The Western was once the most popular American film genre, in part because it was one of the few that could be called exclusively American. We invented it and other countries, notably Italy, could only copy it. The Western is now more or less dead — today you can blame “The Lone Ranger” — but it still thrives in the art house world. The oddball “Slow West” is now in theaters, and last year saw Tommy Lee Jones’ equally eccentric riff on the genre, “The Homesman.” Hilary Swank plays a frontier spinster (in her early 30s) who agrees to herd three insane women to civilization when no man will do it. She’s eventually joined by Jones’ rascally scalawag, who has to learn to get his stuff together as they battle the elements, and sometimes people.
Like “Slow West,” it’s both anti-Western and a regular Western, complete with a female lead. And like that film, it’s cool with getting weird. Jones’ grouchy sense of humor helps break the grimness, and even Swank isn’t above turning her character’s self-seriousness into a kind of joke. There’s even a shocking third act shift we won’t give away, plus a diversionary set piece late in that makes fine use of James Spader at his most pompous. It’s a shame these things aren’t popular anymore, though it’s impossible imagining a studio let fly something so personable.
After abruptly parting ways, David Lynch is abruptly back on the new "Twin Peaks" season*. As it happens, back on Instant is the filmmaker's first dig under the evil beneath suburban and small town life, which all starts with Kyle MacLachlan finding an ear and proceeds through Dennis Hopper at his most terrifying (if not most over-the-top — that distinction belongs to “Texas Chainsaw Massacre 2”). What’s even more surprising is that it exists at all: Lynch had all but destroyed his career with his disastrous (though kind of amazing) take on “Dune.” Instead, he convinced its producer, Dino De Laurentiis, to fund his next, albeit far smaller film. He returned with a queasily weird number that goes to some strange sex places, paving the way for him to transform television for the better.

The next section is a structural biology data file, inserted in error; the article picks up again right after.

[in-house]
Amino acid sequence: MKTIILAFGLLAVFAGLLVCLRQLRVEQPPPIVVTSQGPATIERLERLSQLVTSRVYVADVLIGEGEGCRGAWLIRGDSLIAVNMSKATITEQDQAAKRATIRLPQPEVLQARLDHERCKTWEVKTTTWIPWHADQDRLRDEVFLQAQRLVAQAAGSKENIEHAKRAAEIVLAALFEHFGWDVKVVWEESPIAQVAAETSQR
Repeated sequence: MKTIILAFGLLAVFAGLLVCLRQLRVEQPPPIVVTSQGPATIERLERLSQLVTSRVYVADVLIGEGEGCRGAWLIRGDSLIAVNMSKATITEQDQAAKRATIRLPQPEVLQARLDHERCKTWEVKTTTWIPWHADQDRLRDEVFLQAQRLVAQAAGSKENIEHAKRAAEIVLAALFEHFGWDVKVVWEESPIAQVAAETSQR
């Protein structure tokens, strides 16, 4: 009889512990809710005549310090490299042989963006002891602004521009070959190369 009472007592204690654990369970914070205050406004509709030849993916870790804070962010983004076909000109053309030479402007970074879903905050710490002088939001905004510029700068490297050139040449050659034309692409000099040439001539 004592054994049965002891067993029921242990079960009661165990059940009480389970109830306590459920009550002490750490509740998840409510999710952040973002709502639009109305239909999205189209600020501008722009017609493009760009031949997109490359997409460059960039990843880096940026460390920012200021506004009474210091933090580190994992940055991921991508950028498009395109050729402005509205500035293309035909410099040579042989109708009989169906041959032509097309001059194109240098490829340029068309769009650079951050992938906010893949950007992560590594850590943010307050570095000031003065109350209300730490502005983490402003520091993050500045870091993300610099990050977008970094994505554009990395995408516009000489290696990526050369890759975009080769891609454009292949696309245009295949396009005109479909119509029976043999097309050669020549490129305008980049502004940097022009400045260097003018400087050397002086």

We don’t always feel good about directing you to so-bad-it’s-good-cinema, especially the ones that star legitimate talents. But this fundie-driven musical odyssey is too good-bad to ignore. Despite featuring the likes of Ashley Judd, Ray Liotta and Seth Green, this is pure outsider art cinema, dealing with the secret twin brother of an Elvis-like pop god — played by a non-pro who just looks a lot like young Elvis — who eventually winds up becoming The Not-Quite-King’s number one impersonator. It is something, even before Liotta, as a Bible Belt preacher, launchesinto a leftfield sermon about Israel, and we’ll gladly take it over “Birdemic.”